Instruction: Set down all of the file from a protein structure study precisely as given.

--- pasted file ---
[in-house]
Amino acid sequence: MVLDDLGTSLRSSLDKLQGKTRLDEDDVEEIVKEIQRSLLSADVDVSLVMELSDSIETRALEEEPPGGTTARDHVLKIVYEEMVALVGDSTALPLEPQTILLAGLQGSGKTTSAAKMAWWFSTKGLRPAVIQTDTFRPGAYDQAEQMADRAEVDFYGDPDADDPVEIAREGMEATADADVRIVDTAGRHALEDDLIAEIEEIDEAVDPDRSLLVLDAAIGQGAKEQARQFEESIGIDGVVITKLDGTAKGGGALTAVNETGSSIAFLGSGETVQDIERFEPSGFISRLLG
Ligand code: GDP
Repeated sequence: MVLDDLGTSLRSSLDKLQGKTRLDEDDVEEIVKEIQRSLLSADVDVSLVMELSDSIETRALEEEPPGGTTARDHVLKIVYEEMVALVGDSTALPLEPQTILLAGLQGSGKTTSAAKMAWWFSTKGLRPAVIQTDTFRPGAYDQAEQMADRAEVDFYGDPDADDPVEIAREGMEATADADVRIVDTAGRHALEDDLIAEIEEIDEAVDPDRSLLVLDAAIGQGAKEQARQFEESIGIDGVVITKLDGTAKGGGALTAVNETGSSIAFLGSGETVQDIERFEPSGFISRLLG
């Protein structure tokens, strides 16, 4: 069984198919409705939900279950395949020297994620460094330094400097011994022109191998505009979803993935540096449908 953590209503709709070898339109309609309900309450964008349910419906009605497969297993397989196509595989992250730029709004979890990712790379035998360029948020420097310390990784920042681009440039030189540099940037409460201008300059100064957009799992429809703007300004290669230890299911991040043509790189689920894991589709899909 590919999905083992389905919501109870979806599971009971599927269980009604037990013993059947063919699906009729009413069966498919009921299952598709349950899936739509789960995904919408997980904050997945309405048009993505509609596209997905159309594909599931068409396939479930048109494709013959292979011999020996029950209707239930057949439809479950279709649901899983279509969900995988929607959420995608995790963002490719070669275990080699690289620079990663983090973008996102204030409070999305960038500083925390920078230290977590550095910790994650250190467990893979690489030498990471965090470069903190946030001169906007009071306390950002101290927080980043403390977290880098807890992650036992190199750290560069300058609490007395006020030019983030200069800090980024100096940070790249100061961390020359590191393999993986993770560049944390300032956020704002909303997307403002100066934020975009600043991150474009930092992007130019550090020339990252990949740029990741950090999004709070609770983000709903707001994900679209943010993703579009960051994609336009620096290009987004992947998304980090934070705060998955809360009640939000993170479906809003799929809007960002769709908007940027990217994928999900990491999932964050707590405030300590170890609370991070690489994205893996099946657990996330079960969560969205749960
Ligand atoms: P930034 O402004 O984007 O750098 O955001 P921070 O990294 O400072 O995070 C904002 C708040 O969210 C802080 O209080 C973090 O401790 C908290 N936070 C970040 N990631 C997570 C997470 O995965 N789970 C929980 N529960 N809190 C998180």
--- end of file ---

[in-house]
Amino acid sequence: MVLDDLGTSLRSSLDKLQGKTRLDEDDVEEIVKEIQRSLLSADVDVSLVMELSDSIETRALEEEPPGGTTARDHVLKIVYEEMVALVGDSTALPLEPQTILLAGLQGSGKTTSAAKMAWWFSTKGLRPAVIQTDTFRPGAYDQAEQMADRAEVDFYGDPDADDPVEIAREGMEATADADVRIVDTAGRHALEDDLIAEIEEIDEAVDPDRSLLVLDAAIGQGAKEQARQFEESIGIDGVVITKLDGTAKGGGALTAVNETGSSIAFLGSGETVQDIERFEPSGFISRLLG
Ligand code: GDP
Repeated sequence: MVLDDLGTSLRSSLDKLQGKTRLDEDDVEEIVKEIQRSLLSADVDVSLVMELSDSIETRALEEEPPGGTTARDHVLKIVYEEMVALVGDSTALPLEPQTILLAGLQGSGKTTSAAKMAWWFSTKGLRPAVIQTDTFRPGAYDQAEQMADRAEVDFYGDPDADDPVEIAREGMEATADADVRIVDTAGRHALEDDLIAEIEEIDEAVDPDRSLLVLDAAIGQGAKEQARQFEESIGIDGVVITKLDGTAKGGGALTAVNETGSSIAFLGSGETVQDIERFEPSGFISRLLG
């Protein structure tokens, strides 16, 4: 069984198919409705939900279950395949020297994620460094330094400097011994022109191998505009979803993935540096449908 953590209503709709070898339109309609309900309450964008349910419906009605497969297993397989196509595989992250730029709004979890990712790379035998360029948020420097310390990784920042681009440039030189540099940037409460201008300059100064957009799992429809703007300004290669230890299911991040043509790189689920894991589709899909 590919999905083992389905919501109870979806599971009971599927269980009604037990013993059947063919699906009729009413069966498919009921299952598709349950899936739509789960995904919408997980904050997945309405048009993505509609596209997905159309594909599931068409396939479930048109494709013959292979011999020996029950209707239930057949439809479950279709649901899983279509969900995988929607959420995608995790963002490719070669275990080699690289620079990663983090973008996102204030409070999305960038500083925390920078230290977590550095910790994650250190467990893979690489030498990471965090470069903190946030001169906007009071306390950002101290927080980043403390977290880098807890992650036992190199750290560069300058609490007395006020030019983030200069800090980024100096940070790249100061961390020359590191393999993986993770560049944390300032956020704002909303997307403002100066934020975009600043991150474009930092992007130019550090020339990252990949740029990741950090999004709070609770983000709903707001994900679209943010993703579009960051994609336009620096290009987004992947998304980090934070705060998955809360009640939000993170479906809003799929809007960002769709908007940027990217994928999900990491999932964050707590405030300590170890609370991070690489994205893996099946657990996330079960969560969205749960
Ligand atoms: P930034 O402004 O984007 O750098 O955001 P921070 O990294 O400072 O995070 C904002 C708040 O969210 C802080 O209080 C973090 O401790 C908290 N936070 C970040 N990631 C997570 C997470 O995965 N789970 C929980 N529960 N809190 C998180």